The contributions in the second section, “(Im)materialities: engaging with crisis,” discuss different ways in which material and immaterial objects relate to crisis. Gabriël de Klerk, firstly, examines the imperial ideology that materializes on the coinage of Emperor Galba during the crisis of the “Year of the Four Emperors” in 68/69 A.D. Investigating the coin-types that were minted during Galba’s reign, De Klerk analyzes how the imperial administration employed coinage as a political medium. The following article by Chiara Juriatti investigates the motif of permanent ice in contemporary art installations that refer to the climate crisis in the glacial regions. Through the sensual engagement of the human body, Juriatti argues, the artworks make the implications of climate change tangible.
Didi Spaans, in the next contribution, highlights the role of algorithms in the anti-vaccination movement that emerged in response to the COVID-19 pandemic. She delves into the question of how YouTube algorithms influence the political and social understanding of vaccines. Next, Frank van den Boom explores in what manner Ovid’s epic Metamorphoses (8 A.D.) is able to contribute to a viable frame of mind in times of the contemporary ecological crisis. The corporeal transformations in Ovid, Van den Boom argues, reflect philosophically on the unpredictability of the future. Kaspar Hendrichs, finally, reviews Agustina Bazterrica’s novel Tender is the Flesh (2017; translated 2020), zooming in on how the theme of cannibalism simulates the power-relations between the eater and the eaten in consumer society. In this way, Hendrichs discusses, the novel constructs a critique of the savage fundaments of late capitalism.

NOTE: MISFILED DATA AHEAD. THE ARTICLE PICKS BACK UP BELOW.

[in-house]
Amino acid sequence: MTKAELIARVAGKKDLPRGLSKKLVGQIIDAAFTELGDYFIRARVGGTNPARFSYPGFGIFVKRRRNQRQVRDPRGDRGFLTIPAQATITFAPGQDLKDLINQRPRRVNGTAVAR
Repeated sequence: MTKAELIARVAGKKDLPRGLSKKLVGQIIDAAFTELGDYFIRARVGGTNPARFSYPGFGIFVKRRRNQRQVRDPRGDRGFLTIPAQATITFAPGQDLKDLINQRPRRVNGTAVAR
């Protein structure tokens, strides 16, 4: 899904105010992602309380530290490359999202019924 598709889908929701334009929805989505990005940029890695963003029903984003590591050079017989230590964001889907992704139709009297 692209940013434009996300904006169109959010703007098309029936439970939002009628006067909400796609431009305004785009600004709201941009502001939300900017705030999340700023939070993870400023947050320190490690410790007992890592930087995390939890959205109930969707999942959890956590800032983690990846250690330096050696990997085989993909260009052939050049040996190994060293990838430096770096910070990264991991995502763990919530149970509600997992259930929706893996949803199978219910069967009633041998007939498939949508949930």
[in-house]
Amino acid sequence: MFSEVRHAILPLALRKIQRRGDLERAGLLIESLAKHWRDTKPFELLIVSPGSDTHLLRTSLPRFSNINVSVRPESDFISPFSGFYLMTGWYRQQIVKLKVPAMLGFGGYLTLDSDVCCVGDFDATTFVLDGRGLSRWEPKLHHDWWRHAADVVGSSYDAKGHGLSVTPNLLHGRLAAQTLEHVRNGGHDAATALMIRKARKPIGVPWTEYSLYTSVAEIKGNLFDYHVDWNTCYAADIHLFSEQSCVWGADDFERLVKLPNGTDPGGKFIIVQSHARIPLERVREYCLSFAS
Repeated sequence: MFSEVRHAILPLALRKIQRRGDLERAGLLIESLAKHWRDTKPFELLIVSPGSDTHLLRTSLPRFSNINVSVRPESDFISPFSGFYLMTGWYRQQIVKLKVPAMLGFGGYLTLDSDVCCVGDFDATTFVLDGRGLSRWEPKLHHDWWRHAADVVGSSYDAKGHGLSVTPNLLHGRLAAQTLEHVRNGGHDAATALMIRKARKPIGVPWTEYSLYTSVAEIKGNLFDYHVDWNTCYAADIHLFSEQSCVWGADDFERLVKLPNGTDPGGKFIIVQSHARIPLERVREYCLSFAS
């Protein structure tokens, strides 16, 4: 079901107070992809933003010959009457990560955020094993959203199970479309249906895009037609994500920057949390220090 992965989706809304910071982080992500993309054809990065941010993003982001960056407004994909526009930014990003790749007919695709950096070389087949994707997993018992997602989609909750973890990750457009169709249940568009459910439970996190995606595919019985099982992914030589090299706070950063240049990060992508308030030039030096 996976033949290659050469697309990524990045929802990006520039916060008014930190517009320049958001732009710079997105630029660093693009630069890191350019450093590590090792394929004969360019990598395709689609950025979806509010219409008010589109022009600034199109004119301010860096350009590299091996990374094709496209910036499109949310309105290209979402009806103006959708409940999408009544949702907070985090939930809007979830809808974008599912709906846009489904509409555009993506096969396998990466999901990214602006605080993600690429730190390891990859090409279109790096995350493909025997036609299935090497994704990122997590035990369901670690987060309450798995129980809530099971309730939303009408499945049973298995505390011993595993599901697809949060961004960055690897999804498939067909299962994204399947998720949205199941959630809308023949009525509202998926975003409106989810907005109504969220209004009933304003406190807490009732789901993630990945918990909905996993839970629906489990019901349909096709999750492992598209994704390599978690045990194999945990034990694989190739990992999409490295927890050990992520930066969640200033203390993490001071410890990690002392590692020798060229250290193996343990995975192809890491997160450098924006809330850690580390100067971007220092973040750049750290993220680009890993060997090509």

In different but complementary ways, the contributions to this first issue of LEAP shed light on the various manifestations and cultural representations of crisis. Writing in the spring of 2021, with COVID-19, the precarious situation of refugees, and climate change on our minds, we start from the belief that crisis necessitates critical reflection.
The 2021 editorial team of LEAP consists of: Frank van den Boom, Lotte van den Bosch, Kaspar Hendrichs, Gabriël de Klerk, Chiara Juriatti, Matthew Luck, Sophia Mons, Arijana Šimunović and Didi Spaans.
Boletsi, Maria. “Towards a Visual Middle Voice: Crisis, Dispossession, and Spectrality in Spain’s Hologram Protest,” Komparatistik: Jahrbuch der Deutschen Gesellschaft für Allgemeine und Vergleichende Literaturwissenschaft (2018): 19-35.
Boletsi, Maria, Houwen, Janna, and Minnaard, Liesbeth, eds. Languages of Resistance, Transformation, and Futurity in Mediterranean Crisis-Scapes: From Crisis to Critique. Cham: Springer International Publishing AG, 2020. Accessed May 15, 2021. ProQuest Ebook Central.
Cordero, Rodrigo. Crisis and Critique: On the Fragile Foundations of Social Life. New York & London: Routledge, 2016.
Masco, Joseph. “The Crisis in Crisis.” Current Anthropology 58, no. 15 (2017): 65-76.
Koselleck,. Reinhart, and Richter, Michaela. “Crisis,” Journal of the History of Ideas 67:2 (2006): 357-400.
 Boletsi, Houwen and Minnaard, Languages of Resistance, 2-3.
 Cordero, Crisis and Critique, 1.
 Id., 2.
 Masco, “The Crisis in Crisis,” 65.
 Boletsi, “Towards a Visual Middle Voice,” 23.